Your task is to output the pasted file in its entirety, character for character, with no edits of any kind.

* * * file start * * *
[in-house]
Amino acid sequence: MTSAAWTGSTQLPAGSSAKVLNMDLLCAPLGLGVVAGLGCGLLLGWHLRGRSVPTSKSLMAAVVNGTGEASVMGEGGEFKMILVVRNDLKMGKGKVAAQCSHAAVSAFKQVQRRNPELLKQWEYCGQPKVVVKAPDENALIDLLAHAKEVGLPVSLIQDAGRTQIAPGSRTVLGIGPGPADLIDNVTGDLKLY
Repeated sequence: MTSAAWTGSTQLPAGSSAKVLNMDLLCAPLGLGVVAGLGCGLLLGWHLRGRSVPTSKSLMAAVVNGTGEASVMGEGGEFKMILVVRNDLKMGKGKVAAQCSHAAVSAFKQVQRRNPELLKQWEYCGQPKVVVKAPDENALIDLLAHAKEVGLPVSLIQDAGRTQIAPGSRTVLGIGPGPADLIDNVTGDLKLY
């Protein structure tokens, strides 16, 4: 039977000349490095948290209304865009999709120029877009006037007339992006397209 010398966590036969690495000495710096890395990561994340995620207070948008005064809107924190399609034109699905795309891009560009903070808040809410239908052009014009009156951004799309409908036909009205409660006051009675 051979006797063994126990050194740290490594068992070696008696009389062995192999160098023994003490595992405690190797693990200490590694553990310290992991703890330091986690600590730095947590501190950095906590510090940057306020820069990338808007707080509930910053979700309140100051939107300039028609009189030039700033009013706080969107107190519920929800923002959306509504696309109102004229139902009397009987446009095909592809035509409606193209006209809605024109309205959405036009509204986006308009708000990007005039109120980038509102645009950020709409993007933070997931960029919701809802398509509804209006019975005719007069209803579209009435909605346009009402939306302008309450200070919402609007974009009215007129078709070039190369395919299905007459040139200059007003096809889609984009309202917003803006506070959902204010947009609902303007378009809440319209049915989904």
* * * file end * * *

[in-house]
Amino acid sequence: MTSAAWTGSTQLPAGSSAKVLNMDLLCAPLGLGVVAGLGCGLLLGWHLRGRSVPTSKSLMAAVVNGTGEASVMGEGGEFKMILVVRNDLKMGKGKVAAQCSHAAVSAFKQVQRRNPELLKQWEYCGQPKVVVKAPDENALIDLLAHAKEVGLPVSLIQDAGRTQIAPGSRTVLGIGPGPADLIDNVTGDLKLY
Repeated sequence: MTSAAWTGSTQLPAGSSAKVLNMDLLCAPLGLGVVAGLGCGLLLGWHLRGRSVPTSKSLMAAVVNGTGEASVMGEGGEFKMILVVRNDLKMGKGKVAAQCSHAAVSAFKQVQRRNPELLKQWEYCGQPKVVVKAPDENALIDLLAHAKEVGLPVSLIQDAGRTQIAPGSRTVLGIGPGPADLIDNVTGDLKLY
């Protein structure tokens, strides 16, 4: 039977000349490095948290209304865009999709120029877009006037007339992006397209 010398966590036969690495000495710096890395990561994340995620207070948008005064809107924190399609034109699905795309891009560009903070808040809410239908052009014009009156951004799309409908036909009205409660006051009675 051979006797063994126990050194740290490594068992070696008696009389062995192999160098023994003490595992405690190797693990200490590694553990310290992991703890330091986690600590730095947590501190950095906590510090940057306020820069990338808007707080509930910053979700309140100051939107300039028609009189030039700033009013706080969107107190519920929800923002959306509504696309109102004229139902009397009987446009095909592809035509409606193209006209809605024109309205959405036009509204986006308009708000990007005039109120980038509102645009950020709409993007933070997931960029919701809802398509509804209006019975005719007069209803579209009435909605346009009402939306302008309450200070919402609007974009009215007129078709070039190369395919299905007459040139200059007003096809889609984009309202917003803006506070959902204010947009609902303007378009809440319209049915989904």